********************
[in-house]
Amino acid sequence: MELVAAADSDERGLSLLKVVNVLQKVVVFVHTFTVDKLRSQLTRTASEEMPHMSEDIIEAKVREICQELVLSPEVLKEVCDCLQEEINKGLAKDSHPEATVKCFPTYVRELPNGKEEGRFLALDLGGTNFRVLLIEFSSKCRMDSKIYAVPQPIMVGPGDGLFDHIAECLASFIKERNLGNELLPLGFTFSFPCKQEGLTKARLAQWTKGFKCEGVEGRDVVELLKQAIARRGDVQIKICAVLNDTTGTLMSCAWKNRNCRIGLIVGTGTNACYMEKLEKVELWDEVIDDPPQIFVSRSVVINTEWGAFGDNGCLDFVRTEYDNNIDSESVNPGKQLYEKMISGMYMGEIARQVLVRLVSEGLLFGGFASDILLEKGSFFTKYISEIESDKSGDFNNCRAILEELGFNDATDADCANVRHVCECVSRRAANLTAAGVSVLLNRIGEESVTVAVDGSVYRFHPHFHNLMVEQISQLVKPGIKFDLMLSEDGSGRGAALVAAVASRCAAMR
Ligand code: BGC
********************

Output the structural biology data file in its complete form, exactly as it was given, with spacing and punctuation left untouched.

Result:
[in-house]
Amino acid sequence: MELVAAADSDERGLSLLKVVNVLQKVVVFVHTFTVDKLRSQLTRTASEEMPHMSEDIIEAKVREICQELVLSPEVLKEVCDCLQEEINKGLAKDSHPEATVKCFPTYVRELPNGKEEGRFLALDLGGTNFRVLLIEFSSKCRMDSKIYAVPQPIMVGPGDGLFDHIAECLASFIKERNLGNELLPLGFTFSFPCKQEGLTKARLAQWTKGFKCEGVEGRDVVELLKQAIARRGDVQIKICAVLNDTTGTLMSCAWKNRNCRIGLIVGTGTNACYMEKLEKVELWDEVIDDPPQIFVSRSVVINTEWGAFGDNGCLDFVRTEYDNNIDSESVNPGKQLYEKMISGMYMGEIARQVLVRLVSEGLLFGGFASDILLEKGSFFTKYISEIESDKSGDFNNCRAILEELGFNDATDADCANVRHVCECVSRRAANLTAAGVSVLLNRIGEESVTVAVDGSVYRFHPHFHNLMVEQISQLVKPGIKFDLMLSEDGSGRGAALVAAVASRCAAMR
Ligand code: BGC